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Brazil leader slams 'campaign' against World Cup

A commuter is seen at the Itaquera station during a Metro workers strike, in Sao Paulo, Brazil, on June 5, 2014
A commuter is seen at the Itaquera station during a Metro workers strike, in Sao Paulo, Brazil, on June 5, 2014

A subway strike snarling Brazil's biggest city before the World Cup entered a third day Saturday as President Dilma Rousseff denounced a "systematic campaign" against her government and the tournament.

Some roads were congested in Sao Paulo and commuters fumed in long bus lines in the latest labor upheaval to hit Brazil with just five days until the mega-city hosts the opening game.

Police, teachers and bus drivers have also staged strikes in other cities in recent months to demand better wages, while protestors angry at the World Cup's $11 billion bill have staged demonstrations.

The subway standoff led to a clash Friday between picketing strikers and police inside a metro station, with authorities swinging truncheons and firing tear gas to disperse the protesters.

Officials are bracing for potential protests during the tournament, fearing a repeat of the violent demonstrations that marred the Confederations Cup last year.

- World Cup 'politics' -

Commuters are seen at the Ana Rosa station during a Metro workers strike, in Sao Paulo, Brazil, on June 6, 2014
Commuters are seen at the Ana Rosa station during a Metro workers strike, in Sao Paulo, Brazil, on June 6, 2014

Rousseff hit back at critics late Friday, charging that there was a movement to derail her Workers Party (PT) before October 5 general elections.

"Today there is a systematic campaign against the World Cup -- or rather, it is not against the World Cup but rather a systematic campaign against us," Rousseff said in the southern city of Porto Alegre.

She said criticism of government spending on the tournament -- notably stadiums in some host cities with no football tradition -- amounted to "disinformation."

The president did not say who was behind the campaign but she recalled a 2011 edition of conservative news magazine Veja that sardonically suggested the tournament's 12 stadiums would not be ready for decades.

Rousseff, who was a leftist political prisoner during the 1964-1985 military dictatorship, said that even then "we did not confuse the World Cup with politics."

Brazilian President Dilma Rousseff at the Palacio do Planalto in Brasilia on June 5, 2014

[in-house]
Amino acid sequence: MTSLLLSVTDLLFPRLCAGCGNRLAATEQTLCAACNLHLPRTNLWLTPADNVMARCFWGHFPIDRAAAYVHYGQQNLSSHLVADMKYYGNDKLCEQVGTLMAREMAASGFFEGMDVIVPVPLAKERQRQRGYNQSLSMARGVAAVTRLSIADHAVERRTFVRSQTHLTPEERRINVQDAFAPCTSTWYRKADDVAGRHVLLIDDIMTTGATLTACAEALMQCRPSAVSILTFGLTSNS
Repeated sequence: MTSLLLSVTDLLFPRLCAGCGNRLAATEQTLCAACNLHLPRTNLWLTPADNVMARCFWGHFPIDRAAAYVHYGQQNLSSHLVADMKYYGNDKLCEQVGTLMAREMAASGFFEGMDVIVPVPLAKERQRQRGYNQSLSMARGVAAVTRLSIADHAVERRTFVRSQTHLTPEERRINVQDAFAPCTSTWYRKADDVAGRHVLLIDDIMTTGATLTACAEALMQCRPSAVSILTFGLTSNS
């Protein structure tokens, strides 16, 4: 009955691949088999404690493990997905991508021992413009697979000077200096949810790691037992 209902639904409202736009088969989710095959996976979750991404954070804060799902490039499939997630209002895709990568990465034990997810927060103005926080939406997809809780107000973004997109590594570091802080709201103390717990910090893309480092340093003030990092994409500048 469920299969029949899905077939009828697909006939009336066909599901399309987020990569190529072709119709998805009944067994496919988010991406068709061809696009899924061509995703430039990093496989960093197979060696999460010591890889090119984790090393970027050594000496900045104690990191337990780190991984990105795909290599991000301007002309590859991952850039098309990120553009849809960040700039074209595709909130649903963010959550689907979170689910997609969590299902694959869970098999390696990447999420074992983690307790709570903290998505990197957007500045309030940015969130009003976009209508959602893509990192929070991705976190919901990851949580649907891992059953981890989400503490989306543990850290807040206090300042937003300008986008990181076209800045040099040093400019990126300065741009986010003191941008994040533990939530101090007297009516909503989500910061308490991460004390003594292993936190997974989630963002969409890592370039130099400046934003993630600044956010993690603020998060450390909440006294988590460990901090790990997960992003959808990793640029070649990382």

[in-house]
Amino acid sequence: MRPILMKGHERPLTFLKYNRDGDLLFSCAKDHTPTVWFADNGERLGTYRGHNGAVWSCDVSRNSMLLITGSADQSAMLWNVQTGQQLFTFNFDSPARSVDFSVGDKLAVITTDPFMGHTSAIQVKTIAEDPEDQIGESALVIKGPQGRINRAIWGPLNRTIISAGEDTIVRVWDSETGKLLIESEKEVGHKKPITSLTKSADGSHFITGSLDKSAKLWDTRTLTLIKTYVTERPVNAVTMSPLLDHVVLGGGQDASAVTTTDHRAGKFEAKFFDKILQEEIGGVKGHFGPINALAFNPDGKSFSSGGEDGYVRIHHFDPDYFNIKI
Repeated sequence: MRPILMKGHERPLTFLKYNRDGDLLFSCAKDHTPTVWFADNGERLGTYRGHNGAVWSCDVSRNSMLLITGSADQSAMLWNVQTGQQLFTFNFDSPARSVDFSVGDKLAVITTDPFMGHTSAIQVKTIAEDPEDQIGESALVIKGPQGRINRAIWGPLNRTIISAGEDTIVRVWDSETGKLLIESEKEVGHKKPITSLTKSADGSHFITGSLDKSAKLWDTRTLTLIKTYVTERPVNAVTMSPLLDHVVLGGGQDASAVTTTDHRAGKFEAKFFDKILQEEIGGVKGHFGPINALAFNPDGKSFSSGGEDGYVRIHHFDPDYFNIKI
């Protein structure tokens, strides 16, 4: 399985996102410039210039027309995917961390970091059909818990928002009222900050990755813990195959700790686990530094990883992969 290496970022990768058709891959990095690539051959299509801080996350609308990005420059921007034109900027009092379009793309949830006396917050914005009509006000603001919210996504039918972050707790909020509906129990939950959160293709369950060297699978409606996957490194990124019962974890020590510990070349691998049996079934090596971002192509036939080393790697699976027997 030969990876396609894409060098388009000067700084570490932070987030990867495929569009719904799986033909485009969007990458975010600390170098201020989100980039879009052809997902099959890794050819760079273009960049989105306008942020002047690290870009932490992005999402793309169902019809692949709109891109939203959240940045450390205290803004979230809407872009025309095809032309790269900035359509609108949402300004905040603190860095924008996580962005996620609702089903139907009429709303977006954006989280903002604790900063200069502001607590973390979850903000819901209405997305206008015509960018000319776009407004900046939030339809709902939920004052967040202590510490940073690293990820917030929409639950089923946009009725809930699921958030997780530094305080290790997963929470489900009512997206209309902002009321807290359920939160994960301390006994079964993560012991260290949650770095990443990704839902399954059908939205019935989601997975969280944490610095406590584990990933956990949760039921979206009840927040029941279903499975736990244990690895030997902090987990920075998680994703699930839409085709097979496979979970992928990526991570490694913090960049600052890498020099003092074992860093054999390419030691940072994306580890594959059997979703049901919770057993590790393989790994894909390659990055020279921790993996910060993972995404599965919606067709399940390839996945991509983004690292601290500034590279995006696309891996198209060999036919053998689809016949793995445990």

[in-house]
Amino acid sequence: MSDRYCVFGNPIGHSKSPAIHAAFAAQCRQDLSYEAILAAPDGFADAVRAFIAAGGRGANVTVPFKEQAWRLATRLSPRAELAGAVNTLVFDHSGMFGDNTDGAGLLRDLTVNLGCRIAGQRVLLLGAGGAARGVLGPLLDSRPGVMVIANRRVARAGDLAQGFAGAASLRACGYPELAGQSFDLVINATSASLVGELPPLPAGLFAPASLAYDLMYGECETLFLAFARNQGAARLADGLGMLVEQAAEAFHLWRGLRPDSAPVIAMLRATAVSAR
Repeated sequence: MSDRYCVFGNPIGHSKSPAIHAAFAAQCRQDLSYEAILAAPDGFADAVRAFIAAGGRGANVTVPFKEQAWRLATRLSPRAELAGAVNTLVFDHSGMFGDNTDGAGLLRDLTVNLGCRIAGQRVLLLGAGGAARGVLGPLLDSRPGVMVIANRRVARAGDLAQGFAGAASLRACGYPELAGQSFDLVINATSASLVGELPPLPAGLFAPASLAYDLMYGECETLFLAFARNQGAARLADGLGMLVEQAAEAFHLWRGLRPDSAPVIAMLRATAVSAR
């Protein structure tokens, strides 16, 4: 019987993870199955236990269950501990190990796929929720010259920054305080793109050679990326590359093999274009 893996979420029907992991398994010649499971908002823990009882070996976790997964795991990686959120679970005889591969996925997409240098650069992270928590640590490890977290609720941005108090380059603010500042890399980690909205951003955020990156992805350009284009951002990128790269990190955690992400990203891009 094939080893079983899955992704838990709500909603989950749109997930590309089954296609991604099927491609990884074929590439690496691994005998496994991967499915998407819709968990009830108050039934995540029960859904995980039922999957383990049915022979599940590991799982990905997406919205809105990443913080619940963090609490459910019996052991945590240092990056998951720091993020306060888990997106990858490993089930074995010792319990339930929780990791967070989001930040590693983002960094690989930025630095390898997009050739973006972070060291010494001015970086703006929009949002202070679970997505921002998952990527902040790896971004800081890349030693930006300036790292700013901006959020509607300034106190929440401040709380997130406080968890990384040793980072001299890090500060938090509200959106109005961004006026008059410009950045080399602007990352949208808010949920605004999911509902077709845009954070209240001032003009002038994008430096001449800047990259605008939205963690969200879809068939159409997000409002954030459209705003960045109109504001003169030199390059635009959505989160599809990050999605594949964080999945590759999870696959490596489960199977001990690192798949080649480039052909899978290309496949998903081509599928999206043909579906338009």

Brazilian President Dilma Rousseff at the Palacio do Planalto in Brasilia on June 5, 2014

Rousseff has insisted that the money spent on the tournament will leave a legacy of airports and transport infrastructure that will benefit Brazil for years to come.

But much of the other promised train and road infrastructure has been shelved while several of the 12 stadiums have yet to be finished.

The president's popularity has taken a hit, with an opinion poll Friday showing that her support for the October election dropped to 34 percent in June from 37 percent in April.

She still led the pack of candidates, however, with her main rival, social democrat Aecio Neves, falling by one point to 19 percent.

- Angry commuters -

In Sao Paulo, people at a long bus line railed against politicians and striking subway workers alike.

"They should stop the strike. It's hurting workers," said Ademar Francisco do Santo, 31, a doorman wearing Brazil's yellow team jersey whose commute was two hours longer than usual.

Carlos Alberto Torres, 63, a retired administrator of Rio de Janeiro's Sugar Loaf mountain, said the strike was political and he blamed corrupt politicians for Brazil's problems.

"It's not the Cup that's messing up the country. It's been like this since Don Pedro arrived," he said, referring to Portuguese explorer Pedro Alvares Cabral, who discovered Brazil in 1500. "Someone is always robbing the country."

Three of the five subway lines were partially operating, while trains were not arriving at the station for the Corinthians Arena, which will host Thursday's opening game between Brazil and Croatia.

A subway union official, Rogerio Malaquias, told AFP that up to 95 percent of employees support the strike, which continued after negotiations on a pay hike collapsed late Friday.

A court will rule Friday on the strike's legality.

"As long as there is momentum, the movement will continue and could continue until the World Cup," Malaquias warned.

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